Prior to our return, I had heard rumors that our remaining oldest girl was thinking about going somewhere else on Sunday nights because she wanted to be with girls her own age. It was so saddening. She is a wonderful girl and such a blessing to the group. With our pastor, we discussed forming a class for the "older girls" that I would teach. Providentially, Mom and Dad moved back to Mount Olive and wanted to keep the kids on Sunday night. This is where things began to change.

Our first Sunday night, the sisters brought a friend, then, the next Sunday night, I had the original sisters and the friend's sisters. Caught unprepared, I shared my testimony (including a heavy dose of the gospel) and our class was formed. This Sunday night, I had the crew described above, plus a friend and a cousin. Wow.

It's hard to explain how this is all going. Our material is Susan Hunt's True Woman Series. It's great, but the diversity of backgrounds that I'm dealing with makes teaching this material pretty crazy. I've got my two covenant children on one side who go to the Academy and have intact families, and understand a good bit of theology. In the other side of the ring are my mavericks. These seven girls attend the public schools, some are minorities, most are literate in Bible Stories, but not in the gospel or theology, and are from badly broken homes. How can you begin to teach them the Woman's role in the church when the God they know of and the gospel is blurry?!

Pray for me and for them. I am desperately aware of the need the Holy Spirit in this--for words for me and for them to see, hear and understand God's word. To give my faithful readers an example: In the middle of our study about Mary the mother of Jesus, my oldest raised her hand and said: "Miss Paula, did you say Jesus was God? I didn't know Jesus was God" Explaining the Trinity fully prepared is hard enough, but on the spot is even more so! Fortunately, I was able to explain the Trinity somewhat by describing the roles of the Father, Son and Holy Spirit in salvation.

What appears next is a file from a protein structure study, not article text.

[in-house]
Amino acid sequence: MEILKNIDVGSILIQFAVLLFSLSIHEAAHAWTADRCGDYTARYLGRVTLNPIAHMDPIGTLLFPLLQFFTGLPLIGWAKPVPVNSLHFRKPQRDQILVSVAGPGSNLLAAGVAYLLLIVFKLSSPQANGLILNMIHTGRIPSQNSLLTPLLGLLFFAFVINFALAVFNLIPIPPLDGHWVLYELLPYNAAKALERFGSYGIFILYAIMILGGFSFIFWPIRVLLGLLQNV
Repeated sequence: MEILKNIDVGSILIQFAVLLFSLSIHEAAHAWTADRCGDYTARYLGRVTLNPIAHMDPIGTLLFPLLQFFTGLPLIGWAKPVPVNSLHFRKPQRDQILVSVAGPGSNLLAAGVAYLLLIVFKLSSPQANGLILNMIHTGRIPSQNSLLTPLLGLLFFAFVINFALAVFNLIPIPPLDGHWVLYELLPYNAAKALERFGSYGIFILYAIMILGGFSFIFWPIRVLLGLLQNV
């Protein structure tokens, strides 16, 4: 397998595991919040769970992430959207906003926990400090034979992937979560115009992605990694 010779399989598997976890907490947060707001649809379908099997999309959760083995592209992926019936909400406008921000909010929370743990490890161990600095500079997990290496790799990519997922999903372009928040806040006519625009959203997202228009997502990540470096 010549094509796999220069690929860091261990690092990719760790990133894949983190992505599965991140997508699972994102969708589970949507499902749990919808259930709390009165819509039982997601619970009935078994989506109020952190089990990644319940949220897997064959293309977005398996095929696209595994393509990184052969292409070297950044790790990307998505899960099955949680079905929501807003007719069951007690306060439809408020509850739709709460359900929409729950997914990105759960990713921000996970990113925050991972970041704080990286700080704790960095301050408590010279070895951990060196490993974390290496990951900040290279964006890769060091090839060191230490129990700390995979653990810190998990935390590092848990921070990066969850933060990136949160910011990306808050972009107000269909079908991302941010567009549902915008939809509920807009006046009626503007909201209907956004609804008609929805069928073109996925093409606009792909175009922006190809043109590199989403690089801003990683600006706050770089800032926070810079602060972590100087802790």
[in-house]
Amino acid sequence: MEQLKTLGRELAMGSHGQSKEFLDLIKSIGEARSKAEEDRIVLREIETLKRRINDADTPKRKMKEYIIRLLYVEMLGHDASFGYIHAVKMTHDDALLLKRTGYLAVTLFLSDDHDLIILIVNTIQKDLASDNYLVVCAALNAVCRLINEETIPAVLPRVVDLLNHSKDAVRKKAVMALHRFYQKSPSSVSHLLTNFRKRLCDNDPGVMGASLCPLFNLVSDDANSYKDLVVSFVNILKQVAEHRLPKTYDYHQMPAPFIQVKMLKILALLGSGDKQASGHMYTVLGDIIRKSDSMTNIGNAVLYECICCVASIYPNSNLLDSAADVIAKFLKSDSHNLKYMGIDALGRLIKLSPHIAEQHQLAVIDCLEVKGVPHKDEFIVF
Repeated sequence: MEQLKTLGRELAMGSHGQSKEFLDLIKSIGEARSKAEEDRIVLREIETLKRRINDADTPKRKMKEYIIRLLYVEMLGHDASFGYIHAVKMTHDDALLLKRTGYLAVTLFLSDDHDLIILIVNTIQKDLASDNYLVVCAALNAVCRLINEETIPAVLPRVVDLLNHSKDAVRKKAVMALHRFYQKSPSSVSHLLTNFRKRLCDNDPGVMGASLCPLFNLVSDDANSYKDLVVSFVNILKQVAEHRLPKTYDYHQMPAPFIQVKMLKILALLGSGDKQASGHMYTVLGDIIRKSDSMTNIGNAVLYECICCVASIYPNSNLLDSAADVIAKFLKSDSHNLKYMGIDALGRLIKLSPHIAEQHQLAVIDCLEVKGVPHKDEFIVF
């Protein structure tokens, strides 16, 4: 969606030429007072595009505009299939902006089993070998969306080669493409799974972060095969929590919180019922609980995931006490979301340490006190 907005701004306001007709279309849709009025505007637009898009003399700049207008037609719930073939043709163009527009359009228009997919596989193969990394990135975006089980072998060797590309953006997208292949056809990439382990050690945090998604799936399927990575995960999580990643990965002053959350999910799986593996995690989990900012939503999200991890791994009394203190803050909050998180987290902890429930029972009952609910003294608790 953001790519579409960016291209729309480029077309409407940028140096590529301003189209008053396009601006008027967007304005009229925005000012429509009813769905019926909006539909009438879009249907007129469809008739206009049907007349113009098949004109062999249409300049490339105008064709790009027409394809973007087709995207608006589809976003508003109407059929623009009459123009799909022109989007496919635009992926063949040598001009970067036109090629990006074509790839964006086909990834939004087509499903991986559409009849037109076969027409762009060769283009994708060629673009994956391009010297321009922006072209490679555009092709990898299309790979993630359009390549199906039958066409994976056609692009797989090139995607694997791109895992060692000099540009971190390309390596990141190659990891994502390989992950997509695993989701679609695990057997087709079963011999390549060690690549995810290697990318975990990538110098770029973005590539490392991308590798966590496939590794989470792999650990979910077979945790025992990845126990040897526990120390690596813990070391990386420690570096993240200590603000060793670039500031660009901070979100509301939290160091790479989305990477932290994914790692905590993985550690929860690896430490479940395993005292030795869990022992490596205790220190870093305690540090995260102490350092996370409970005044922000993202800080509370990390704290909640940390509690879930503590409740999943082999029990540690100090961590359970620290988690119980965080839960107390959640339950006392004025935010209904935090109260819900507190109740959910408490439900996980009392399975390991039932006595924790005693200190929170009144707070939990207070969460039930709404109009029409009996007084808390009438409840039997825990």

So there we were. Attention spans drifted, but we had our study, shared prayer requests and prayed for each other, then wrote notes for someone who was sick. I have no idea how long I will have these girls--some of them probably lead very transient lives and I am trying to not take a single hour for granted. I beg of your prayers for me and my girls. God has put together this precious group of little women and I know he has a purpose and reason for this. It's terribly encouraging to not only have this ministry at Mount Olive go in this direction, but to also be thrown own my knees at the craziness of it all and the hope that God will use me. At a later time, I may post brief descriptions of them, but this is enough for any patient person to read through. Thank you all for your prayers!